Balapan Station in Historical Memory
Solo-Balapan Station holds a million memories, not only for the people of Bengawan City. The late long-haired singer Didi Kempot was also inspired by him. Previously, there were airline airports, stations were a luxury. Paku Buwana X also often used this facility. In Serat Srikaronron it is explained, Sinuwun and his entourage took a special carriage to Tugu Station. Arriving at the Sultanate, Sunan was asked by Hamengku Buwana VII as his future father-in-law: “Ananda Prabu, at what time did you leave the palace?” Sunan replied, “Ayahanda Prabu, I left the palace at 07.30. The journey took about twenty minutes, until I arrived at the Balapan Station I sat for a while then boarded the train and when it was six minutes past 8:00 the train started moving.”
Waskito Widi Wardojo (2012) interprets, in the excerpt of the conversation between the two royal officials who inherit the Islamic Mataram dynasty, the me aspect of the train transportation schedule has received serious attention. In fact, there has been synchronization with the time in the palace bells. In addition, the story proves us that during that period, the train facility was used for the political purposes of the palace (marriage) as well as a symbol of the luxury of the ruler by riding in a special carriage.
In the Wonten Kagungan Dalem Cethok archive stored in the Reksopustoko library, he explains, Balapan Station as the first train station in Surakarta was built in 1866 during
Mangkunegara IV (1853-1881). Before the station was built, the area was used for horse
racing. It can be concluded, the station was built in 1866 and completed in 1870. The period of 1866 with the mention of “dalem cethok” is very likely the year the first stone was placed.
The condition behind the procurement of rail and station in Vorstenlanden (the king’s
territory) was to replace traditional land transportation (cikar and andhong) and
sailboat via Bengawan Solo that were considered no longer effective. For entrepreneurs, me is everything, since their plantation products must immediately reach big ports to be taken “overseas”.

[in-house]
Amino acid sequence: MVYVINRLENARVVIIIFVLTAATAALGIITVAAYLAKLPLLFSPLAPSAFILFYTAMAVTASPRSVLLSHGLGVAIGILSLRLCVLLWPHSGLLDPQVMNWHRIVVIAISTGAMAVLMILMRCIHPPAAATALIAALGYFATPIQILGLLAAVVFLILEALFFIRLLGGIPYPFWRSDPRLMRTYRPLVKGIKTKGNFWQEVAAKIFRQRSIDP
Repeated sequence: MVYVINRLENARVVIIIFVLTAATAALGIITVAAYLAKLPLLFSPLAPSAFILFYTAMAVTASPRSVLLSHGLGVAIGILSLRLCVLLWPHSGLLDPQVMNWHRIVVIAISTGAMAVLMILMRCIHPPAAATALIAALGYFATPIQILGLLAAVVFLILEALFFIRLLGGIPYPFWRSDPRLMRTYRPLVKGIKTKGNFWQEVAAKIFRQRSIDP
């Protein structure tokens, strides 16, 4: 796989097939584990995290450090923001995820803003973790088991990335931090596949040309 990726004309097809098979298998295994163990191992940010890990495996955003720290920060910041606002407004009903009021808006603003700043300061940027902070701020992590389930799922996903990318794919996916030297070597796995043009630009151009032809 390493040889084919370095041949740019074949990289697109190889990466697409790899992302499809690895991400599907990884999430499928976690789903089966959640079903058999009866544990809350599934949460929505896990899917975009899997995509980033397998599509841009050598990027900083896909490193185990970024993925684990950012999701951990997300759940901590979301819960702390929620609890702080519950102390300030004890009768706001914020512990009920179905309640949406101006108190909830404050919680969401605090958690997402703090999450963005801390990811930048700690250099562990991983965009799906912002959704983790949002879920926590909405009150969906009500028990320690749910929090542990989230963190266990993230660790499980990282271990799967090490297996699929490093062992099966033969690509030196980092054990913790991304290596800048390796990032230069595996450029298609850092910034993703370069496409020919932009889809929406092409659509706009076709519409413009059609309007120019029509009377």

Balapan Station play a key role in the advancement of cross-city industry. In fact, because of this old staon at the beginning of the twentieth century, the term “Solo, the heart
of Java Island” emerged. The term was born from the fact that the rail transportation route,
i.e. every passenger from Batavia, Surabaya, Yogyakarta, and Semarang, had to stop first at
Balapan Station. Inevitably, Balapan became the binding knot of cities in Java.
In 1927, the station lobby was beautified by Thomas Karsten. Indeed, the various works of architects who are good at combining elements of the West with the East cannot be underestimated. The roof of this building uses a steel construction with a three-layered roofing cover so that it takes the form of a canopy as a sign of the application of local elements. The roof canopy in the lobby of the building is different from the canopy in the mosque since the cavity between the roofs is not too wide and the building is square so that the stacked roofs are the same size. Cavies or gaps between the roofs facilitate circulation.
Until now, the building is categorized as cultural heritage and looks still good, being polished following the rules of preservation. The historical story above needs to be represented to foster a sense of public love for heritage and to be more enthusiastic about caring for it. Such is the portrait of the Solo-Balapan Station that always leaves memories, and stay in our heart…